Planning to fail: CPRE finds government failing to map route to net zero - CPRE: The Countryside Charity

The vast majority of local councils have now declared climate emergencies – but they don’t have strategies in local plans (how councils agree their building and infrastructure strategy) to make sure they reach net zero carbon, our new research has found.

We’re delighted that around 85% of councils in England have announced ambitious targets to reach net zero carbon – many for 2030 rather than the government’s 2050 target. But of the 24 local authority local plans adopted outside Greater London since the government’s legally binding 2050 target was set, only one – the Plymouth and South-West Devon Joint Plan – sets out a quantified strategy to reduce its area’s carbon output.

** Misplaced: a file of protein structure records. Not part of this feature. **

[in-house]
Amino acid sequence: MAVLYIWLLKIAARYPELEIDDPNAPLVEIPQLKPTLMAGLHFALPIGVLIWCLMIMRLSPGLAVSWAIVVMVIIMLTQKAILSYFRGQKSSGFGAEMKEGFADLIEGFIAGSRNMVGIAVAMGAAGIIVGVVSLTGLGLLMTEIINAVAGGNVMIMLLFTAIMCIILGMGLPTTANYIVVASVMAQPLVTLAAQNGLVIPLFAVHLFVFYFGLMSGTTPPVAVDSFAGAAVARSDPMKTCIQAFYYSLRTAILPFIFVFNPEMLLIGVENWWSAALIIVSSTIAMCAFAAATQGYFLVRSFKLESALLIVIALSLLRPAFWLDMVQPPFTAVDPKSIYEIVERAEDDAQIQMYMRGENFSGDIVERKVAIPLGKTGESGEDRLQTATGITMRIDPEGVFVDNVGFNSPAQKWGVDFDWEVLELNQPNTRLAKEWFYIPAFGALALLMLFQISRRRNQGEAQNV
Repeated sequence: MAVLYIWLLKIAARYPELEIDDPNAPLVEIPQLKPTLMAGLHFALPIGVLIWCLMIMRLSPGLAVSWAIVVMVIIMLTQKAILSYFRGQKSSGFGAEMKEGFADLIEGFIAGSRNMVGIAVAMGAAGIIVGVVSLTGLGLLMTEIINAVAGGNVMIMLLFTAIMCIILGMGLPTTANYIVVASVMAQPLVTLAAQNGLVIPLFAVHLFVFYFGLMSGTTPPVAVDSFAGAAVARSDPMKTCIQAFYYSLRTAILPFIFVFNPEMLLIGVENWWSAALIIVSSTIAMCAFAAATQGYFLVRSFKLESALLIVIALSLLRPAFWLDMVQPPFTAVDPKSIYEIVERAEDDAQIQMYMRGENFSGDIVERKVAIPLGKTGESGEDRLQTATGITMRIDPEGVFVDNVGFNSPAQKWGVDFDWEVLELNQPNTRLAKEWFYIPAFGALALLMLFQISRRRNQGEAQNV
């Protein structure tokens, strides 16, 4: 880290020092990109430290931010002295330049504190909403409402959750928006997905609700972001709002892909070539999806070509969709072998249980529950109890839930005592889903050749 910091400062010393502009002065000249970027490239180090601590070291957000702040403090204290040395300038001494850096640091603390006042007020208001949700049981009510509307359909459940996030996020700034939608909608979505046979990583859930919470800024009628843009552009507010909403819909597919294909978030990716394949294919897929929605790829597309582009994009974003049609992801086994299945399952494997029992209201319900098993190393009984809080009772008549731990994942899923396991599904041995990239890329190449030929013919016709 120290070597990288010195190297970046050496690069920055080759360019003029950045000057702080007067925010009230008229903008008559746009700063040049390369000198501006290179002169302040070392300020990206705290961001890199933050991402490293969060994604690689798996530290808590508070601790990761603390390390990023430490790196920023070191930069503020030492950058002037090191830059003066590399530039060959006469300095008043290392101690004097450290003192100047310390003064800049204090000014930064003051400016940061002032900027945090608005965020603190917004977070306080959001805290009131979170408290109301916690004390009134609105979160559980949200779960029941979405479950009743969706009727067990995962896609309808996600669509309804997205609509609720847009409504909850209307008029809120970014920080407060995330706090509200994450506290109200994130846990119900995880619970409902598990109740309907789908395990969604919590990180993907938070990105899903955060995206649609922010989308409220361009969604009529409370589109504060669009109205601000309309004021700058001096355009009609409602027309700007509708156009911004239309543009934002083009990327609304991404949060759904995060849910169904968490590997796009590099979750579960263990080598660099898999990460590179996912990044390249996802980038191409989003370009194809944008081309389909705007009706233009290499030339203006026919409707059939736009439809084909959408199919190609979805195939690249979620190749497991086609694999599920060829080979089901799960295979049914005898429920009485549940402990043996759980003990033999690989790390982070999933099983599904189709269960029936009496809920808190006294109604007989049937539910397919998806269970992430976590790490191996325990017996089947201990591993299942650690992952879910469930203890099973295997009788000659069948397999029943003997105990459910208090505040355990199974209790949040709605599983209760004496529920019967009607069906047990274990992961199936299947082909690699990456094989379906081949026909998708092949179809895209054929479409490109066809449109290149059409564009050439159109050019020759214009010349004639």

Without clear strategies involving housing, businesses, industry and transport – which between them generate 62% of our carbon emissions – it’s unlikely that councils can meet their climate targets, especially given most local plans are designed to last about 15 years.

Crucially, government planning inspectors, who are responsible for signing off on local plans, aren’t required to prioritise reaching net zero or demand that plans are clear on how they help councils get there. Despite a national policy requirement that local plans should help to achieve ‘radical reductions’ in emissions, there is very little evidence of such measures. CPRE believes planning inspectors must give as much weight to environmental targets as they do housebuilding ones.

Read our views on planning and the climate emergency: Why the government needs to make sure net zero is in local plans

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Posted On: 25/03/2022

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